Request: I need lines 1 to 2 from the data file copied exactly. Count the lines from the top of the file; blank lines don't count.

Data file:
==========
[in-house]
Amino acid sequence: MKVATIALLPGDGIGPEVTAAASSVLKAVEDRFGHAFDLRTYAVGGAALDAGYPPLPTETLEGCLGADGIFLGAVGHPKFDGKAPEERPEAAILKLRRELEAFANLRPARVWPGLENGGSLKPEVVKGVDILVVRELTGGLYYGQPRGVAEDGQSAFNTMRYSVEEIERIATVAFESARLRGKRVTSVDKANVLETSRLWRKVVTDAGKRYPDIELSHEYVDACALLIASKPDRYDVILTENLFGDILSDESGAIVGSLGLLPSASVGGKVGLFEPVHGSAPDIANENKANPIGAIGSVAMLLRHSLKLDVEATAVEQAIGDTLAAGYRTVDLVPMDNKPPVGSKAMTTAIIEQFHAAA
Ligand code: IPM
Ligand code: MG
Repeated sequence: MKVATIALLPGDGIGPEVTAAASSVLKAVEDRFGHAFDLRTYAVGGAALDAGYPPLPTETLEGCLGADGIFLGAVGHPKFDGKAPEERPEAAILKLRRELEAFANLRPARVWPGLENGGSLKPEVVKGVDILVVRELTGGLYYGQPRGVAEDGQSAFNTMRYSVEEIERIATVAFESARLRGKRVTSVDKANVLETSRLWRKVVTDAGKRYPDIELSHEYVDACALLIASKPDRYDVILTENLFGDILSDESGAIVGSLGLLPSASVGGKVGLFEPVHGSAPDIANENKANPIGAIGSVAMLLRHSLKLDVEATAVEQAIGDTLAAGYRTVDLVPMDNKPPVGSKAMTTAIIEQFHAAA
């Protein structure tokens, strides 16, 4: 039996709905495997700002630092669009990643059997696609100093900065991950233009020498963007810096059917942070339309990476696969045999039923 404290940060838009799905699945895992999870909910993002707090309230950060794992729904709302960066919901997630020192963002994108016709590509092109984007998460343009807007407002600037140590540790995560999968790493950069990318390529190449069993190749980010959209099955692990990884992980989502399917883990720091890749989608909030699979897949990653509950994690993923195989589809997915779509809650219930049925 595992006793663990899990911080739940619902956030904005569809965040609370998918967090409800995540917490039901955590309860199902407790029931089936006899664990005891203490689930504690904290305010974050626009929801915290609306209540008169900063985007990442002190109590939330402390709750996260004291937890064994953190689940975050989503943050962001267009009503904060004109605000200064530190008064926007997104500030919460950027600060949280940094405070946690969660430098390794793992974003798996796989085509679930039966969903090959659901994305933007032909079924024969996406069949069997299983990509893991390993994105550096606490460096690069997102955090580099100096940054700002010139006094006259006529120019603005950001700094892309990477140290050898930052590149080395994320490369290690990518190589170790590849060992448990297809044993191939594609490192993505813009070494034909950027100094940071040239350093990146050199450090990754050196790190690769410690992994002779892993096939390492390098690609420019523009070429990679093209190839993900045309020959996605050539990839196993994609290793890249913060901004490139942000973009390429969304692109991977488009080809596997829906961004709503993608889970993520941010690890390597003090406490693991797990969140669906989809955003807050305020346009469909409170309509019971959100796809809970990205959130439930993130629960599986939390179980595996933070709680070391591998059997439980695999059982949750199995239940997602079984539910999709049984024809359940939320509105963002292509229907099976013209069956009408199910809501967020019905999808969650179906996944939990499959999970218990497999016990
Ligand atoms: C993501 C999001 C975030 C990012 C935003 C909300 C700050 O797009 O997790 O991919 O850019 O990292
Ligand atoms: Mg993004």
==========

[in-house]
Amino acid sequence: MKVATIALLPGDGIGPEVTAAASSVLKAVEDRFGHAFDLRTYAVGGAALDAGYPPLPTETLEGCLGADGIFLGAVGHPKFDGKAPEERPEAAILKLRRELEAFANLRPARVWPGLENGGSLKPEVVKGVDILVVRELTGGLYYGQPRGVAEDGQSAFNTMRYSVEEIERIATVAFESARLRGKRVTSVDKANVLETSRLWRKVVTDAGKRYPDIELSHEYVDACALLIASKPDRYDVILTENLFGDILSDESGAIVGSLGLLPSASVGGKVGLFEPVHGSAPDIANENKANPIGAIGSVAMLLRHSLKLDVEATAVEQAIGDTLAAGYRTVDLVPMDNKPPVGSKAMTTAIIEQFHAAA